Interactivity and Feedback
Users Know the Standard Gestures
People use gestures—such as tap, drag, and pinch—to interact with apps and their iOS devices. Using gestures gives people a close personal connection to their devices and enhances their sense of direct manipulation of onscreen objects. People generally expect gestures to work the same in all the apps they use.
Tap To press or select a control or item.
Drag To scroll or pan—that is, move side to side.
To drag an element.
Flick To scroll or pan quickly.
Swipe With one finger, to return to the previous screen, to reveal the hidden view in a split view controller, or the Delete button in a table-view row.
With four fingers, to switch between apps on iPad.
Double tap To zoom in and center a block of content or an image.
To zoom out (if already zoomed in).
Pinch Pinch open to zoom in; pinch close to zoom out.
Touch and hold In editable or selectable text, to display a magnified view for cursor positioning.
Shake To initiate an undo or redo action.
In addition to the standard gestures users know, iOS defines a few gestures that invoke systemwide actions, such as revealing Control Center or Notification Center. Users rely on these gestures to work regardless of the app they’re using.
Avoid associating different actions with the standard gestures. Unless your app is a game, redefining the meaning of a standard gesture may confuse people and make your app harder to use.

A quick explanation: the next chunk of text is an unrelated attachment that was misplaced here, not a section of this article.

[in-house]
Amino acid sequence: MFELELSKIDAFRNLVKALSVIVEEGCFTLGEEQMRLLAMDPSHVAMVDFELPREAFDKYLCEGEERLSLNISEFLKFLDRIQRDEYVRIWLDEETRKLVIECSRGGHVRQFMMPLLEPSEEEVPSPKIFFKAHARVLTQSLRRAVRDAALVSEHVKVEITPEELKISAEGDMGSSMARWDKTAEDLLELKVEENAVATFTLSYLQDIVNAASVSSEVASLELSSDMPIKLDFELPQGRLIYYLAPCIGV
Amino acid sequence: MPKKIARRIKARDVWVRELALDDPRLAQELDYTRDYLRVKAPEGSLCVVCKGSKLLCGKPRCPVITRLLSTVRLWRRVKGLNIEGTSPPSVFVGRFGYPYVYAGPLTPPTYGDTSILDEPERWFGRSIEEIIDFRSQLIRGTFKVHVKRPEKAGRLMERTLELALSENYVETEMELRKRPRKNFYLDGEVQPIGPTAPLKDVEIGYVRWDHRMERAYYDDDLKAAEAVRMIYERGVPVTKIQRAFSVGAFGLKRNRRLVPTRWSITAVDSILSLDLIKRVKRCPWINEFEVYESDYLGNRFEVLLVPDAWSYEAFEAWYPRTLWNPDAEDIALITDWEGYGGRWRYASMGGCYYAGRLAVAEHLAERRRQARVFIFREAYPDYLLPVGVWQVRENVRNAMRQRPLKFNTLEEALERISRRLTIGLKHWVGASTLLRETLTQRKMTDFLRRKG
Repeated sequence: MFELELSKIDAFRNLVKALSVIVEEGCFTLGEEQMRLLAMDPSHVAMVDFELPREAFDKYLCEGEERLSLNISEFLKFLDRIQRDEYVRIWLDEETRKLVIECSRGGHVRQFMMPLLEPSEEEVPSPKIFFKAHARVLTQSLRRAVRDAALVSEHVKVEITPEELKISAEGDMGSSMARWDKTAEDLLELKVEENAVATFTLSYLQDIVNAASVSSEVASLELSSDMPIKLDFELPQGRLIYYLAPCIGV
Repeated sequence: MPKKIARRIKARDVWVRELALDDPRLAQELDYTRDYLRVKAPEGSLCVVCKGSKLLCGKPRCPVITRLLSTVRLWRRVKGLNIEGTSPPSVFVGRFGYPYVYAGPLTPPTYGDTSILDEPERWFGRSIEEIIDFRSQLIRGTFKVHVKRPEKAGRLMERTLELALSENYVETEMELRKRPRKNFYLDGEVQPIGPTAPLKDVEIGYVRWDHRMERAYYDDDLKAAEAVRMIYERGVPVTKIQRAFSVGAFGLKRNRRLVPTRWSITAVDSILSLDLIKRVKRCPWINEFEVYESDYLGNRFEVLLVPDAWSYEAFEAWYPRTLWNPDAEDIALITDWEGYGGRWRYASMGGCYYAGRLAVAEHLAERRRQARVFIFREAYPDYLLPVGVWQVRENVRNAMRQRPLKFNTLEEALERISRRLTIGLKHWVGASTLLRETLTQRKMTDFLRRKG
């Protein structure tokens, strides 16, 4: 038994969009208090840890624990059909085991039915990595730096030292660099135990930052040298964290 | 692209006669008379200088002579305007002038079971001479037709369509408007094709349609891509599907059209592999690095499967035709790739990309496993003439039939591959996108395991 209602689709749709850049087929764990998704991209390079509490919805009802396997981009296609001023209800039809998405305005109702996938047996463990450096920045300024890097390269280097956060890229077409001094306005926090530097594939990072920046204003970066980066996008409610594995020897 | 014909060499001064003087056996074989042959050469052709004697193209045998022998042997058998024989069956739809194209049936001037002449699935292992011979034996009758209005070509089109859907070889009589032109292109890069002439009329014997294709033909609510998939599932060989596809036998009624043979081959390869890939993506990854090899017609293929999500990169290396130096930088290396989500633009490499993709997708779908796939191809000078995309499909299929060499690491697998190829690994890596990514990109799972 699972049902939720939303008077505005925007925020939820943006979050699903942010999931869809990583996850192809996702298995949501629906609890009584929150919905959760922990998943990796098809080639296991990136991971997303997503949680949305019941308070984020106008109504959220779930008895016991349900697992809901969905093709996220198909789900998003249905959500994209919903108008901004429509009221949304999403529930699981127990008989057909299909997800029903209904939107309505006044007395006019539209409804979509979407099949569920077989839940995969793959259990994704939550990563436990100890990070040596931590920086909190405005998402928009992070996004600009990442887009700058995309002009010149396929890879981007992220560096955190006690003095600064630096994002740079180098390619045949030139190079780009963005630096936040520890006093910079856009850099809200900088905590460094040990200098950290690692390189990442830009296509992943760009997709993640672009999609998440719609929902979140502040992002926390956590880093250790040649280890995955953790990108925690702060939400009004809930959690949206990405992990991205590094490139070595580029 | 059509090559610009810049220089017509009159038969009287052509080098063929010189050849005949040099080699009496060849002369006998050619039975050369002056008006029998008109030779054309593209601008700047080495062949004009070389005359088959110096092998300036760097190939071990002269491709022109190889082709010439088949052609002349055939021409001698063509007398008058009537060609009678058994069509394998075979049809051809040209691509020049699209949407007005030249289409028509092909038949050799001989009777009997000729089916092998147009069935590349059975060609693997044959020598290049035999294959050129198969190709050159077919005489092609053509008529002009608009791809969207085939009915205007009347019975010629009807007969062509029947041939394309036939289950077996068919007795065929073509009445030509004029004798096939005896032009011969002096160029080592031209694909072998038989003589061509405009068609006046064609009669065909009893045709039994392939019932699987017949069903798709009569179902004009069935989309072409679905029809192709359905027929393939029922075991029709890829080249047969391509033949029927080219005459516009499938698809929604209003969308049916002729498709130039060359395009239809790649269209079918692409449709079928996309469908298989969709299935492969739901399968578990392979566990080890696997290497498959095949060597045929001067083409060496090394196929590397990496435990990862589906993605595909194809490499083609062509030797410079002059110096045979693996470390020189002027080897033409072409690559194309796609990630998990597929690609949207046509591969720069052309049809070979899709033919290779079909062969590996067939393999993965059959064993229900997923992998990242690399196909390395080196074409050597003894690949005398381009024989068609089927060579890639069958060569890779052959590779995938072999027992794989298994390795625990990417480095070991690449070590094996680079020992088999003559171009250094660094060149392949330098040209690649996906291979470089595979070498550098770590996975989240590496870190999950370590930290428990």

Avoid creating custom gestures that invoke the same actions as the standard gestures. People are used to the behavior of the standard gestures, and they don’t appreciate being expected to learn different ways to do the same thing.
Use complex gestures as shortcuts to expedite a task, not as the only way to perform it. As much as possible, always give users a simple, straightforward way to perform an action, even if it means an extra tap or two. Simple gestures let users focus on the experience and the content, not the interaction.
In general, avoid defining new gestures unless your app is a game. In games and other immersive apps, custom gestures can be a fun part of the experience. But in apps that help people do things that are important to them, it’s best to use standard gestures because people don’t have to make an effort to discover them or remember them.
In a regular environment, consider using multifinger gestures. Although complex gestures aren’t appropriate for every app, they can enrich the experience in apps that people spend a lot of time in, such as games or content-creation environments. Always bear in mind that nonstandard gestures aren’t discoverable and should rarely, if ever, be the only way to perform an action.
Interactive Elements Invite Touch
To signal interactivity, the built-in apps use a variety of cues, including color, location, context, and meaningful icons and labels. Users rarely need additional decorations to show them that an onscreen element is interactive or to suggest what it does.
A key color gives users a strong visual indicator of interactivity, especially in apps that don’t use an abundance of other colors. In Contacts, blue marks the interactive elements and gives the app a unified and recognizable visual theme.